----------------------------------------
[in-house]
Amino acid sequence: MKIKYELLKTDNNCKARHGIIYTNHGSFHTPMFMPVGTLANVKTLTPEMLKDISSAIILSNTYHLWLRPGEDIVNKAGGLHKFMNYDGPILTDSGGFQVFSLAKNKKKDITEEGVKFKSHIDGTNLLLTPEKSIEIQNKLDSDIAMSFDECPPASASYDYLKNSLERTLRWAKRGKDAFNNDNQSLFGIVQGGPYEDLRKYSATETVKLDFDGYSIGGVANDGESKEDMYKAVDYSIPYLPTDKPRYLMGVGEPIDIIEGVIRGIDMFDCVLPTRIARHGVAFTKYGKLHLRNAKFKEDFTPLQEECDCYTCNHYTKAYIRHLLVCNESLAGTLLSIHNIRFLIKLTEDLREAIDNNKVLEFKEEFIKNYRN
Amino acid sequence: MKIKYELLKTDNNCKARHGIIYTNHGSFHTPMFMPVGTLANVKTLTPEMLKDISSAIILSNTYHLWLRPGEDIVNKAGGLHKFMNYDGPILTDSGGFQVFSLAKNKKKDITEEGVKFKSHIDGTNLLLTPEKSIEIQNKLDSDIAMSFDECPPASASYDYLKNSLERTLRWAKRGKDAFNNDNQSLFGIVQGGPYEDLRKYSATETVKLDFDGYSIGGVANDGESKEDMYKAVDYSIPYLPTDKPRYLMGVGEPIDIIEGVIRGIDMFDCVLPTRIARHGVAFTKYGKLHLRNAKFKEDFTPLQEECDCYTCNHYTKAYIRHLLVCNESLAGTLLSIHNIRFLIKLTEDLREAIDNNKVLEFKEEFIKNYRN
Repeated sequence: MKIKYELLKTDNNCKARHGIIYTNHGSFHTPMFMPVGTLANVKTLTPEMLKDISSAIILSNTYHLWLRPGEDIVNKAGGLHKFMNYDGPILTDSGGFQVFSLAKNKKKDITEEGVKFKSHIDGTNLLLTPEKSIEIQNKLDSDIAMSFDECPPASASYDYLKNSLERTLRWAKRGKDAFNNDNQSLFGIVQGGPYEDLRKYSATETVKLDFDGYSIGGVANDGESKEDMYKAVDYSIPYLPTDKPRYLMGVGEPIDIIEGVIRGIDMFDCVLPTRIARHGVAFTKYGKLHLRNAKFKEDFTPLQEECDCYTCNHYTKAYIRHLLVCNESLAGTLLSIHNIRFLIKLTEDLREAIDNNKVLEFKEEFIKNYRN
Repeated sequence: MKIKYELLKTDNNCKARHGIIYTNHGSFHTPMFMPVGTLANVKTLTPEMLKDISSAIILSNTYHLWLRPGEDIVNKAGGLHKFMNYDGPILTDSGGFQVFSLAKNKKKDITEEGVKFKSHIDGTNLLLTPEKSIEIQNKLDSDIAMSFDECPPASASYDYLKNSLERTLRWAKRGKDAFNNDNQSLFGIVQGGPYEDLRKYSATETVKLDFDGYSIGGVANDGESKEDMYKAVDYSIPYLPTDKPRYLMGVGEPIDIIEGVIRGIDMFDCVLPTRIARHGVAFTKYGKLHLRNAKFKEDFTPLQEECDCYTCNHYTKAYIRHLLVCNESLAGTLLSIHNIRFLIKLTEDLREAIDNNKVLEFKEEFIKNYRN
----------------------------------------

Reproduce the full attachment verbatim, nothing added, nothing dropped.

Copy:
[in-house]
Amino acid sequence: MKIKYELLKTDNNCKARHGIIYTNHGSFHTPMFMPVGTLANVKTLTPEMLKDISSAIILSNTYHLWLRPGEDIVNKAGGLHKFMNYDGPILTDSGGFQVFSLAKNKKKDITEEGVKFKSHIDGTNLLLTPEKSIEIQNKLDSDIAMSFDECPPASASYDYLKNSLERTLRWAKRGKDAFNNDNQSLFGIVQGGPYEDLRKYSATETVKLDFDGYSIGGVANDGESKEDMYKAVDYSIPYLPTDKPRYLMGVGEPIDIIEGVIRGIDMFDCVLPTRIARHGVAFTKYGKLHLRNAKFKEDFTPLQEECDCYTCNHYTKAYIRHLLVCNESLAGTLLSIHNIRFLIKLTEDLREAIDNNKVLEFKEEFIKNYRN
Amino acid sequence: MKIKYELLKTDNNCKARHGIIYTNHGSFHTPMFMPVGTLANVKTLTPEMLKDISSAIILSNTYHLWLRPGEDIVNKAGGLHKFMNYDGPILTDSGGFQVFSLAKNKKKDITEEGVKFKSHIDGTNLLLTPEKSIEIQNKLDSDIAMSFDECPPASASYDYLKNSLERTLRWAKRGKDAFNNDNQSLFGIVQGGPYEDLRKYSATETVKLDFDGYSIGGVANDGESKEDMYKAVDYSIPYLPTDKPRYLMGVGEPIDIIEGVIRGIDMFDCVLPTRIARHGVAFTKYGKLHLRNAKFKEDFTPLQEECDCYTCNHYTKAYIRHLLVCNESLAGTLLSIHNIRFLIKLTEDLREAIDNNKVLEFKEEFIKNYRN
Repeated sequence: MKIKYELLKTDNNCKARHGIIYTNHGSFHTPMFMPVGTLANVKTLTPEMLKDISSAIILSNTYHLWLRPGEDIVNKAGGLHKFMNYDGPILTDSGGFQVFSLAKNKKKDITEEGVKFKSHIDGTNLLLTPEKSIEIQNKLDSDIAMSFDECPPASASYDYLKNSLERTLRWAKRGKDAFNNDNQSLFGIVQGGPYEDLRKYSATETVKLDFDGYSIGGVANDGESKEDMYKAVDYSIPYLPTDKPRYLMGVGEPIDIIEGVIRGIDMFDCVLPTRIARHGVAFTKYGKLHLRNAKFKEDFTPLQEECDCYTCNHYTKAYIRHLLVCNESLAGTLLSIHNIRFLIKLTEDLREAIDNNKVLEFKEEFIKNYRN
Repeated sequence: MKIKYELLKTDNNCKARHGIIYTNHGSFHTPMFMPVGTLANVKTLTPEMLKDISSAIILSNTYHLWLRPGEDIVNKAGGLHKFMNYDGPILTDSGGFQVFSLAKNKKKDITEEGVKFKSHIDGTNLLLTPEKSIEIQNKLDSDIAMSFDECPPASASYDYLKNSLERTLRWAKRGKDAFNNDNQSLFGIVQGGPYEDLRKYSATETVKLDFDGYSIGGVANDGESKEDMYKAVDYSIPYLPTDKPRYLMGVGEPIDIIEGVIRGIDMFDCVLPTRIARHGVAFTKYGKLHLRNAKFKEDFTPLQEECDCYTCNHYTKAYIRHLLVCNESLAGTLLSIHNIRFLIKLTEDLREAIDNNKVLEFKEEFIKNYRN